As for his creative leanings, reading has always been a passion. His interests are eclectic, from the twenty Aubrey-Maturin novels of Patrick O’Brian to the spiritual writings of Thomas Merton. If he had to choose one author as his favorite, Higgins would choose Nikos Kazantzakis. The classics have interested him since childhood, and he has read and reread Homer, Aeschylus, Sophocles, Euripides, Virgil, Martial, St. Augustine, and others from time to time. Shakespeare fascinates him. Higgins listens to classical music but is very fond of jazz and rhythm and blues. He plays blues and boogie-woogie on the piano.

“I’m a Y’at, so to say that I’m a Mardi Gras enthusiast is sort of redundant,” says Higgins, who is a proud member of the Krewe du Vieux, a satirical Mardi Gras organization known for its parades lampooning the famous and infamous. Carrying on local traditions in post-Katrina New Orleans is important to Higgins, who humorously displays his affection for his hometown in The Joy of Y’at Catholicism.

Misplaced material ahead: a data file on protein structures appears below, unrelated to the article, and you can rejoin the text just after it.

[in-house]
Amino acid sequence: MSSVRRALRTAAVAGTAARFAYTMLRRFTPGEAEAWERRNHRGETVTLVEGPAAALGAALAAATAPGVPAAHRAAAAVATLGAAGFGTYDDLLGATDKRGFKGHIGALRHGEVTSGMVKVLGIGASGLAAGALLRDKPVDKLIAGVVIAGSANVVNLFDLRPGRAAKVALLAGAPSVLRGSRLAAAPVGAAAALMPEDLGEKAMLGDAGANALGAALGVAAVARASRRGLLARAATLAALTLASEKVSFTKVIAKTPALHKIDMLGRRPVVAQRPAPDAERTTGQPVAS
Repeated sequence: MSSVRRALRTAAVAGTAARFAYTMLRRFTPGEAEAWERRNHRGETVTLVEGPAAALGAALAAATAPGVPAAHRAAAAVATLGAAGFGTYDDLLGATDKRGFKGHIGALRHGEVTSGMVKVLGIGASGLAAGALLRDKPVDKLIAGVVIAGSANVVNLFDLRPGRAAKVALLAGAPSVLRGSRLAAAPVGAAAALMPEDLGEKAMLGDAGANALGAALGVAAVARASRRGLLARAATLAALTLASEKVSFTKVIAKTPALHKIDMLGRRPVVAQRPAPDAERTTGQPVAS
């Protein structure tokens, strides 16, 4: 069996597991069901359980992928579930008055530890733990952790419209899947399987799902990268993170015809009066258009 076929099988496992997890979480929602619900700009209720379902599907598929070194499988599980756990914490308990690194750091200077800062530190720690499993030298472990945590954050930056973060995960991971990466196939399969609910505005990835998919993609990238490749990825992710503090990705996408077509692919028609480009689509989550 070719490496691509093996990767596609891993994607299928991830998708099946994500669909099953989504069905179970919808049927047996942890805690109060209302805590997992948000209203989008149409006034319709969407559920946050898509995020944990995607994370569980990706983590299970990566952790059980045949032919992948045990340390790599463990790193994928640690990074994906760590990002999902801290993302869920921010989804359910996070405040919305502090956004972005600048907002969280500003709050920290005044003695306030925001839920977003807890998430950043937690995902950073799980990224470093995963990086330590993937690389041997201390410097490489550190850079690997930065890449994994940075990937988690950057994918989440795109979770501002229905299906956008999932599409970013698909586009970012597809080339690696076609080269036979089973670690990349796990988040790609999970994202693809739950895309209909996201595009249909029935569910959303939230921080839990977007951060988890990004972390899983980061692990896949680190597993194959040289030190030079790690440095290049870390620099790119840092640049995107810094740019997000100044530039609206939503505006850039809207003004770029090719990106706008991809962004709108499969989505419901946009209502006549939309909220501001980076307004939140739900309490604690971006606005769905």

Higgins is a ranger at the Jean Lafitte National Historical Park and Preserve and writes a column of humor, satire, and whimsy for the Delta Sierran, a bimonthly publication of the Sierra Club. Higgins is a member of St. Thomas More Parish of Tulane University. He and his wife, Janet, are the parents of three grown children and reside in River Ridge, Louisiana. (From the publisher.)

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Critics Say . . .